Critically, the central purpose of monitoring established under the OPCAT is not to merely detect human rights abuses after they occur. Unlike other human rights treaties and instruments, it focusses on the prevention of human rights abuses, rather than redress after the fact.
While NPMs must be able to make their findings public, their purpose is not to name and shame, but to work constructively with authorities to address risk factors and systemic issues before they escalate.
We cannot allow abuse, violence and neglect to fester in the shadows. If the test of a decent society is how it treats its most vulnerable members, then Australia must act now, and ratify the OPCAT.
Progress and impediments to the OPCAT
More than 80 countries have ratified the OPCAT, yet progress in Australia has been slow.
Australia became a signatory to the OPCAT in 2009 (signing up to a treaty is a precursor to ratification; ratification puts the treaty into effect via legislation or other necessary measures).
Support for prompt ratification was reiterated in 2012, when the Bill for the treaty was introduced to Federal Parliament and endorsed by the parliamentary committee that deals with international treaties. The Commonwealth and state and territory governments set up a joint working group and developed a model bill for implementing the OPCAT’s international obligations.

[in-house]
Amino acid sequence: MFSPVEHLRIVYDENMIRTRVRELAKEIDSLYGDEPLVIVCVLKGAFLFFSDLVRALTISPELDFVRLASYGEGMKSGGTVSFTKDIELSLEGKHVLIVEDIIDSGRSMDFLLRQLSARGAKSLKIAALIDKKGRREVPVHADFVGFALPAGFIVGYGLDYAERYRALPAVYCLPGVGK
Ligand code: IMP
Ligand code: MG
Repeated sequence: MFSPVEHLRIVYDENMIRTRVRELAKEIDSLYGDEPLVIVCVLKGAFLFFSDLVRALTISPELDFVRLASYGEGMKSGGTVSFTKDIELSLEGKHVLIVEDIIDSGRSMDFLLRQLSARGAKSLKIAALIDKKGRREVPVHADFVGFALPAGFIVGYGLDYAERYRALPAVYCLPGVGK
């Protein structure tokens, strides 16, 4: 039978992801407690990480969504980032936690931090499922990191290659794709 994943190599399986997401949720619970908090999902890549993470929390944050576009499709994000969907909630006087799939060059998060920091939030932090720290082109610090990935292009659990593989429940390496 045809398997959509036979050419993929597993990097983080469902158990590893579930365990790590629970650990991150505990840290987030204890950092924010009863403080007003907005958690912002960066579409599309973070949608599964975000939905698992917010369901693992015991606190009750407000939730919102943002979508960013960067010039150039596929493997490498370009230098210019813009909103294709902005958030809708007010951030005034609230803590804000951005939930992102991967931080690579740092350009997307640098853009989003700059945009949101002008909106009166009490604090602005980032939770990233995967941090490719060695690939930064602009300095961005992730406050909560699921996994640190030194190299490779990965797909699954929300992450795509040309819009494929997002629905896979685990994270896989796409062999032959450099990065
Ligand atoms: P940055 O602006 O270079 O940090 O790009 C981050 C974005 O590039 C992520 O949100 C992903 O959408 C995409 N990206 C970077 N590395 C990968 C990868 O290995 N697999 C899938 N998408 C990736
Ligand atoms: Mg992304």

Despite this, progress has stalled and the final steps toward ratification are yet to be taken. While ratification is endlessly delayed and deferred, the treatment and needs of those in detention remains in the shadows, allowing abuse and neglect to occur undetected and unchecked.
A call for ratification
Australia has often touted its credentials as a leader in human rights. Preventing human rights abuses in detention and closed institutions, and among some of society’s most vulnerable and marginalised, is perhaps one of the most telling indications of the depth of this commitment.
From the solitude and separation of his prison cell on Robben Island, the basic premise of Mandela’s words continues to be true: if you are judging how well any society respects human rights, you would be well-served to delve behind the closed walls of prisons and other institutions to see how those deprived of their liberty are treated.
Australia has a unique opportunity to prevent human rights abuses in places of detention by ratifying the OPCAT. Regular, independent monitoring has the potential to make a real difference to the multitude of people in closed institutions across Australia.
As we incarcerate more people than ever before, and as incidents of cruelty and neglect proliferate, it is imperative to take action to prevent abuse, and to safeguard the dignity of people in detention.
We cannot allow abuse, violence and neglect to fester in the shadows. If the test of a decent society is how it treats its most vulnerable members, then Australia must act now and ratify the OPCAT.
Corinne Dobson is National Policy Advisor at the St Vincent de Paul Society, and co-convenor of the Australia OPCAT Network.